Rosh Hashanah and Botany

Taking Stock

When I was younger, there was a seasonality for produce. We looked forward to enjoying  ripe strawberries in springtime and nothing compared to a warm peach dripping its juices in on a hot summer’s day. Over the years  so much has changed. Positive changes include progress in the sciences with its attendant health strategies that have enabled us to live longer, better lives. Computers have revolutionized everything, much of it good while smart phones have their pluses and minuses.

Freshly Harvested Peaches

Despite so many positive changes in our lives which are the result of human ingenuity, Earth has her own agenda, one of them being the regular recurrence of the seasons. Although we expect and can buy almost any type of produce regardless of the local season, we have lost the sense of anticipation and specialness that comes from enjoyment on an irregular basis.  Sometimes too much really is too much!


Sabbath Candles

The observant Jewish community has a special blessing to honor the first taste of a new harvest . The blessing is called The Schehechiyanu and thanks God for having given us continued life to reach this point as yet another year has passed.

To symbolize our hopes for a sweet year to come, the custom has arisen to serve sweet foods on Rosh Hashanah. Honey is flying off the shelves and on the first night of the holiday, everyone will eat a slice of apple dipped in honey. Since apples are available pretty much all year round, they are not a shehechiyanu fruit.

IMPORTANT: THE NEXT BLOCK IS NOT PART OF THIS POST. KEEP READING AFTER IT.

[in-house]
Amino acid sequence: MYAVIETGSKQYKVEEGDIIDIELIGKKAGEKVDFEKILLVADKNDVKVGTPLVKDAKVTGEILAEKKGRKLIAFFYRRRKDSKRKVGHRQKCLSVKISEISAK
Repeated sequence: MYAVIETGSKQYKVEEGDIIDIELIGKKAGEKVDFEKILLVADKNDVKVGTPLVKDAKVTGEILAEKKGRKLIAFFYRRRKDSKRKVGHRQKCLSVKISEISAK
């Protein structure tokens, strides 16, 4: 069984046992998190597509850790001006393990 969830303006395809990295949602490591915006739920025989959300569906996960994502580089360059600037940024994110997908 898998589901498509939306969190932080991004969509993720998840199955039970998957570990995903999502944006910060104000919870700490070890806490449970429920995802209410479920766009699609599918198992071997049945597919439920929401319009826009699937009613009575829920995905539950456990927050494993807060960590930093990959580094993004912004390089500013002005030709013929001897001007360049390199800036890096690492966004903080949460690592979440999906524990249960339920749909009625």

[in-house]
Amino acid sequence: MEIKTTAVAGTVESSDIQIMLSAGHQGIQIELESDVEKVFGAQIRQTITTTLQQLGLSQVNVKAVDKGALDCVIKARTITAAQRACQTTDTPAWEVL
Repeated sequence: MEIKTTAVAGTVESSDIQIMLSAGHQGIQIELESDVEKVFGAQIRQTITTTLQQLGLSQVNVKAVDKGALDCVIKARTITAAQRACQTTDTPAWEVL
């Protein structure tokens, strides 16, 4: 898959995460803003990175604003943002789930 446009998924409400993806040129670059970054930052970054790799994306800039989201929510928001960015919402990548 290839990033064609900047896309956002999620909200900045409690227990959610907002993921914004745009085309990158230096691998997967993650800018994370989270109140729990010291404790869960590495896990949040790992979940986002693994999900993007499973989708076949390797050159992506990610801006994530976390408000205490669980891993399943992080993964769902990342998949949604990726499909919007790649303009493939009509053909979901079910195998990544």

Apple Slice Dipped in Honey
Sliced Pomegranate Showing Multiple Seeds

Instead the blessing on the first night refers solely to the arrival of the holiday. However, on the second night of Rosh Hashana we use a shehechiyanu fruit in place of the apple. The choices are endless, particularly with the availability of tropical fruits such as dragon fruits and guava. This year, we will be using a pomegranate.

Rosh Hashanah 2020

The  Rosh Hashanah holiday is not celebrated with revelry. It is a solemn time of introspection for taking stock of who we are and who we want to be. And it is a time of shehechiyanu as we are particularly grateful to be able to celebrate this holiday during this difficult year.

Freedom has been a treasured watchword of the United States. In this time of Covid-19, national introspection is also vital. As we tear down the dysfunctional from the top in the hopes of rebuilding our institutions, each of us must work on our own personal responsibilities  to build a more just and robust society.

I would like to wish you all a Shana Tova – a  Happy New Year!